Are LED lights making us ill?

By Lucy Jones

Over the last decade, much of Europe and the US have changed the way they illuminate city and town streets.

A woman looks at an LED mobile phone screen in front of a cityscape at night
There are growing concerns that LED lights may have a negative impact on human health. © Dong Wenjie | Getty
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Councils and local governments from Paris to Brooklyn have replaced high-energy sodium bulbs (the warmer, yellow ones) with energy-saving LED bulbs (with a blue light emitting diode, which can feel harsh in comparison). As well as street lights, most of us are exposed to blue light through smartphones, computers, TVs, and in the home.

Although this was in response to the critical need to use less energy and reduce carbon emissions - LED lights are more energy-efficient - there are growing concerns that LED lights may have a negative impact on human health that we don’t yet fully understand.   At the same time as early blue LED lights were commercialised, there was a breakthrough in what we know about the eye. In the 1990s, the photopigment melanopsin was discovered, which explained to scientists how light enters the eye, and why blue light suppresses melatonin production. The cells that house melanopsin are particularly sensitive to blue light and melanopsin is fundamental in setting circadian rhythms. Because of this, the effect of blue LEDs is an increase in alertness and interference with sleep patterns in both humans and animals.  

Earlier this year, the World Journal of Biological Psychiatry published a paper by a group of prominent psychiatrists that warned of the potential effects of LED lighting on mental illness.

It raised concerns about the influence of blue light on sleep, other circadian-mediated symptoms, use of digital healthcare apps and devices, and the higher sensitivity of teenagers to blue light.

“My concern about LED lighting followed from a larger, earlier concern about the relationship between light exposure and the occurrence of manic and mixed symptoms in bipolar disorder,” said John Gottlieb, Clinical Assistant Professor of Psychiatry and Behavioral Sciences at Feinberg School of Medicine in Chicago and an author of the paper.

“I had already clearly seen that supplemental light exposure -  in the form of bright light therapy - was extremely helpful to patients with depression. What I was slower to realize was that excess and poorly-timed light exposure could have adverse effects on manic states and the sleep-wake cycle,” he said.

The paper has implications for the treatment of mental illness. If a person is prescribed a self-monitoring app, and instructed to use their smartphone to document mood changes, for example, and they do this before bed, it could have an adverse effect on their sleep, circadian rhythms and health.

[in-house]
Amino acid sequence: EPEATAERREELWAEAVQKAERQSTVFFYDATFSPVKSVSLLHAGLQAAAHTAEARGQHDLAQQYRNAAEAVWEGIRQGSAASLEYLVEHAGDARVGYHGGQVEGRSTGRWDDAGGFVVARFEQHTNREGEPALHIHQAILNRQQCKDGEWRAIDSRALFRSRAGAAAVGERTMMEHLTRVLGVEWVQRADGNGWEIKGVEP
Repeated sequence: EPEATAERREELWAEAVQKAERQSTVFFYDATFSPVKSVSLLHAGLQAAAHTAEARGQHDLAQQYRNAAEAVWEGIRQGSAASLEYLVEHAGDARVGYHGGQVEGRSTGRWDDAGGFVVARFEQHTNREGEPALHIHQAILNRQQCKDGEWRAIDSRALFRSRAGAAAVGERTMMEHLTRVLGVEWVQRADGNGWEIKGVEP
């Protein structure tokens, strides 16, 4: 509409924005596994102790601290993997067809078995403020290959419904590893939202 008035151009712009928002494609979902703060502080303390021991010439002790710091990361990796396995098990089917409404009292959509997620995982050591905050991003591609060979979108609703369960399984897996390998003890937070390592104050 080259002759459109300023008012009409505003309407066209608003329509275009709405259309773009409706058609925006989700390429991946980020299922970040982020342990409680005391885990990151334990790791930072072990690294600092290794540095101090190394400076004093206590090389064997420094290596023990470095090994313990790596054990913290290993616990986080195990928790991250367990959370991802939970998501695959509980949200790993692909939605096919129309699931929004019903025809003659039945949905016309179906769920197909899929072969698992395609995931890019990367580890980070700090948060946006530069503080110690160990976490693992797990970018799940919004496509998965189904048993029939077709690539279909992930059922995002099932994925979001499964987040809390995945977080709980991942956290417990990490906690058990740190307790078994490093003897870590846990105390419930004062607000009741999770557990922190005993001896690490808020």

“Because they are ubiquitous, smartphones represent the larger public health hazard,” said Gottlieb. “Streetlights, though, are not benign and together with the entire set of nocturnal lighting for entertainment, traffic, reading, etc contribute to the phenomena of light pollution, which we are becoming increasingly sensitised to.”

Because they are ubiquitous, smartphones represent the larger public health hazard”

John GottliebClinical Assistant Professor of Psychiatry and Behavioral Sciences, Feinberg School of Medicine
Three streetlights against a pink sky
Streetlights contribute to the phenomena of light pollution. © Andr Dogbey, EyeEm | Getty

Studies of the impact of blue light on healthy adults show it inhibits melatonin secretion which disrupts sleep and can affect quality of life, physical and mental health and susceptibility to illness. Previous studies of sleep disorders in children and adolescents show a clear and consistent relationship between sleep disorders and frequency of digital device usage.

Currently, the National Sleep Foundation guidelines suggest not using technology 30 minutes before bed and removing technology for the bedroom. However, there are currently no specific guidelines for people with an underlying mental illness or sensitivity to circadian disruption.

As LED technology has rapidly spread across the globe, the focus has been on the visual element and the energy-saving element. Now, scientists, health professionals and the LED industry are working to minimise the blue light in LEDs and create customisable lights that won’t harm those suffering from psychiatric disorders.

Featured image by Mixetto | Getty